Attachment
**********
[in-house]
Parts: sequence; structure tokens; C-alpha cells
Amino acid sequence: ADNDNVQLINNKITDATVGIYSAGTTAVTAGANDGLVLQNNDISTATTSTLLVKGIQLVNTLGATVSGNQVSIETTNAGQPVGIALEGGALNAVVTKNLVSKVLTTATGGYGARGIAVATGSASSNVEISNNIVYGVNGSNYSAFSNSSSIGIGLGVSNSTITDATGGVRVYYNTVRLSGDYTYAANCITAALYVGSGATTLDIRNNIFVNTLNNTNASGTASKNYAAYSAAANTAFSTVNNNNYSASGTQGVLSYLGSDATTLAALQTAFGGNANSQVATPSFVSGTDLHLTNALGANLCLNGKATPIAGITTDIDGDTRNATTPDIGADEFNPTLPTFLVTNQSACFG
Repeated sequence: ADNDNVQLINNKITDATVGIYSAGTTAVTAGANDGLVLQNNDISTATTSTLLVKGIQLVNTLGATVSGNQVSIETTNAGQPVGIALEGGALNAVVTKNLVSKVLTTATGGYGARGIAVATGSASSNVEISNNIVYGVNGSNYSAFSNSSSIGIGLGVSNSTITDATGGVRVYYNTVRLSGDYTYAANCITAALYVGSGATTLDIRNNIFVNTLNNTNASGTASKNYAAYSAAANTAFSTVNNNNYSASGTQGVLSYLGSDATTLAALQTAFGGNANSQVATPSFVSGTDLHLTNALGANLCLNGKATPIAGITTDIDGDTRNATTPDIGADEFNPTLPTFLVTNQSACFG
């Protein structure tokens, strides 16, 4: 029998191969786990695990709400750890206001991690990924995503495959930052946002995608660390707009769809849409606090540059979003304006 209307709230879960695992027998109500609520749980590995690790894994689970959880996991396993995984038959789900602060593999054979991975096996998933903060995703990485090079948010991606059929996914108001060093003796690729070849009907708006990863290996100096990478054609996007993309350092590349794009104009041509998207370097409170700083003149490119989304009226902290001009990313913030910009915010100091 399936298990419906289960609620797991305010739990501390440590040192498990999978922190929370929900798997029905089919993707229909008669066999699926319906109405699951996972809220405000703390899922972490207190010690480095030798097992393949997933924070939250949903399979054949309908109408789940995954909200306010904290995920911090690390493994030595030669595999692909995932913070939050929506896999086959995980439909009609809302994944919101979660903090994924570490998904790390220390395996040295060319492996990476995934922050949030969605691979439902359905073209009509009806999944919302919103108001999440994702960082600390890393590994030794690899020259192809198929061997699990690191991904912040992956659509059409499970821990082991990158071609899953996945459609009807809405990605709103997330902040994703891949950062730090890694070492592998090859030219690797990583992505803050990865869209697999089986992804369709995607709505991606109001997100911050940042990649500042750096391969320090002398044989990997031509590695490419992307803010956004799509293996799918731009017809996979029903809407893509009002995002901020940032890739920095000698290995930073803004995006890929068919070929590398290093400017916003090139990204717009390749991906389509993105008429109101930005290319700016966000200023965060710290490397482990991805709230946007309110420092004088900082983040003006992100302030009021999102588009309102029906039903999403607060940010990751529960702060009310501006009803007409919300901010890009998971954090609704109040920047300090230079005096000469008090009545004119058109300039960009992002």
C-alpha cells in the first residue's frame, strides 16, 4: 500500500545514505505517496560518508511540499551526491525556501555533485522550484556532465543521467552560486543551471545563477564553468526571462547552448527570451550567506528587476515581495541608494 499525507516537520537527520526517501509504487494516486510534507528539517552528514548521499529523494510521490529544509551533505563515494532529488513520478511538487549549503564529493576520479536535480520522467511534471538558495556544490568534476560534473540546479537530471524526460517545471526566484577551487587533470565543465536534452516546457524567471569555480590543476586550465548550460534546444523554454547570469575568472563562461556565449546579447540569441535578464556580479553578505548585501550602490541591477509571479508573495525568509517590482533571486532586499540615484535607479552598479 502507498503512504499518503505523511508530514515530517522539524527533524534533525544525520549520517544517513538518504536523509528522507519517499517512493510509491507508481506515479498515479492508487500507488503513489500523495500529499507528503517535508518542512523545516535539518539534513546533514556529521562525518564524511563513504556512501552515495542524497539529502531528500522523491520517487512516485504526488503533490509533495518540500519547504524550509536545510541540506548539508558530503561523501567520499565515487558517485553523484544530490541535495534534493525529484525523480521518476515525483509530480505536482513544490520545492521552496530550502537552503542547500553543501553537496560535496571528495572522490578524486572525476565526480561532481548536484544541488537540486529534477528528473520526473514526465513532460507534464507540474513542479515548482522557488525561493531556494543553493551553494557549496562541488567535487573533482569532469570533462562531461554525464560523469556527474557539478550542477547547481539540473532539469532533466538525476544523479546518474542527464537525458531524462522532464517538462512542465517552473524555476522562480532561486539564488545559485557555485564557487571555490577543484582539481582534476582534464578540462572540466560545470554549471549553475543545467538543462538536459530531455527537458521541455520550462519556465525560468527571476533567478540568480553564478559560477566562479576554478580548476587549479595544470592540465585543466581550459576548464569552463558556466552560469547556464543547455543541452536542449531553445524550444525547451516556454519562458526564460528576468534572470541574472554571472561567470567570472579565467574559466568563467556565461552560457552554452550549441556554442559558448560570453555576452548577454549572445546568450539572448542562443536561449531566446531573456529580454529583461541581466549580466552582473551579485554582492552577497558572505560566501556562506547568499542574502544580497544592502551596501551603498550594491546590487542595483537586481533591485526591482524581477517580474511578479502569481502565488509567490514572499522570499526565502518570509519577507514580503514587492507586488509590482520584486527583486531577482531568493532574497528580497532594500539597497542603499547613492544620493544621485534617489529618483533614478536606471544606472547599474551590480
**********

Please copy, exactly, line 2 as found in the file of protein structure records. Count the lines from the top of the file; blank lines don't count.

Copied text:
Parts: sequence; structure tokens; C-alpha cells